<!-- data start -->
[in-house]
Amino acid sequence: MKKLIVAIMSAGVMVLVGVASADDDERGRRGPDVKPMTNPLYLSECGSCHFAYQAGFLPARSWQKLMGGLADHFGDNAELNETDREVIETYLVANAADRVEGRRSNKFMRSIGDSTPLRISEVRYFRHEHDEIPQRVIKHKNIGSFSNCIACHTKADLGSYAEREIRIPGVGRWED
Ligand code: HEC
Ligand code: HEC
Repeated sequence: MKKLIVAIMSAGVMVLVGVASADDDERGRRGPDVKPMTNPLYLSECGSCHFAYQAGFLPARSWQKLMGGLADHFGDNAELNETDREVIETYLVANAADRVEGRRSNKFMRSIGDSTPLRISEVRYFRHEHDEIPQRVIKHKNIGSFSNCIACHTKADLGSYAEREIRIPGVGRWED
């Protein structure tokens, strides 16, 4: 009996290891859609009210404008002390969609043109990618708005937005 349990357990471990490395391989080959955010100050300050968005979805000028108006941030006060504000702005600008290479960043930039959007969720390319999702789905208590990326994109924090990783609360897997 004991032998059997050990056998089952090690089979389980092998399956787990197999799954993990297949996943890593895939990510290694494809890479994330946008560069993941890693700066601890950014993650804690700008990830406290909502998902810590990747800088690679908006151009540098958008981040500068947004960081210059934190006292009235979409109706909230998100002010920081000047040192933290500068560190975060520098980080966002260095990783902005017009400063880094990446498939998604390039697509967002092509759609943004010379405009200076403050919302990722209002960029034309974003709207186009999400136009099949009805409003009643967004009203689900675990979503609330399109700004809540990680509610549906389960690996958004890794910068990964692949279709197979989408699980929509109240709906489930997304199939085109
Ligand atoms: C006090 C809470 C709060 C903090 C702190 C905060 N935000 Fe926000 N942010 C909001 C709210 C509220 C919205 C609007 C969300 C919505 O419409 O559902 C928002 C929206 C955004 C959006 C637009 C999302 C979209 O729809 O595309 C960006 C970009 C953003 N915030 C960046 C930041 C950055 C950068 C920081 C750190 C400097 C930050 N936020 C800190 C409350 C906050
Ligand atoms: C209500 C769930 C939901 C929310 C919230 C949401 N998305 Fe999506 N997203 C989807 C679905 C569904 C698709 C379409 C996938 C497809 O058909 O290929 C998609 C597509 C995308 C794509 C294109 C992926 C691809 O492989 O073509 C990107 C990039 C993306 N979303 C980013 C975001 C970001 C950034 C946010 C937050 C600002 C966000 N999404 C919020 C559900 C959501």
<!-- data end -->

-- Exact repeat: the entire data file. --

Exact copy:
[in-house]
Amino acid sequence: MKKLIVAIMSAGVMVLVGVASADDDERGRRGPDVKPMTNPLYLSECGSCHFAYQAGFLPARSWQKLMGGLADHFGDNAELNETDREVIETYLVANAADRVEGRRSNKFMRSIGDSTPLRISEVRYFRHEHDEIPQRVIKHKNIGSFSNCIACHTKADLGSYAEREIRIPGVGRWED
Ligand code: HEC
Ligand code: HEC
Repeated sequence: MKKLIVAIMSAGVMVLVGVASADDDERGRRGPDVKPMTNPLYLSECGSCHFAYQAGFLPARSWQKLMGGLADHFGDNAELNETDREVIETYLVANAADRVEGRRSNKFMRSIGDSTPLRISEVRYFRHEHDEIPQRVIKHKNIGSFSNCIACHTKADLGSYAEREIRIPGVGRWED
């Protein structure tokens, strides 16, 4: 009996290891859609009210404008002390969609043109990618708005937005 349990357990471990490395391989080959955010100050300050968005979805000028108006941030006060504000702005600008290479960043930039959007969720390319999702789905208590990326994109924090990783609360897997 004991032998059997050990056998089952090690089979389980092998399956787990197999799954993990297949996943890593895939990510290694494809890479994330946008560069993941890693700066601890950014993650804690700008990830406290909502998902810590990747800088690679908006151009540098958008981040500068947004960081210059934190006292009235979409109706909230998100002010920081000047040192933290500068560190975060520098980080966002260095990783902005017009400063880094990446498939998604390039697509967002092509759609943004010379405009200076403050919302990722209002960029034309974003709207186009999400136009099949009805409003009643967004009203689900675990979503609330399109700004809540990680509610549906389960690996958004890794910068990964692949279709197979989408699980929509109240709906489930997304199939085109
Ligand atoms: C006090 C809470 C709060 C903090 C702190 C905060 N935000 Fe926000 N942010 C909001 C709210 C509220 C919205 C609007 C969300 C919505 O419409 O559902 C928002 C929206 C955004 C959006 C637009 C999302 C979209 O729809 O595309 C960006 C970009 C953003 N915030 C960046 C930041 C950055 C950068 C920081 C750190 C400097 C930050 N936020 C800190 C409350 C906050
Ligand atoms: C209500 C769930 C939901 C929310 C919230 C949401 N998305 Fe999506 N997203 C989807 C679905 C569904 C698709 C379409 C996938 C497809 O058909 O290929 C998609 C597509 C995308 C794509 C294109 C992926 C691809 O492989 O073509 C990107 C990039 C993306 N979303 C980013 C975001 C970001 C950034 C946010 C937050 C600002 C966000 N999404 C919020 C559900 C959501």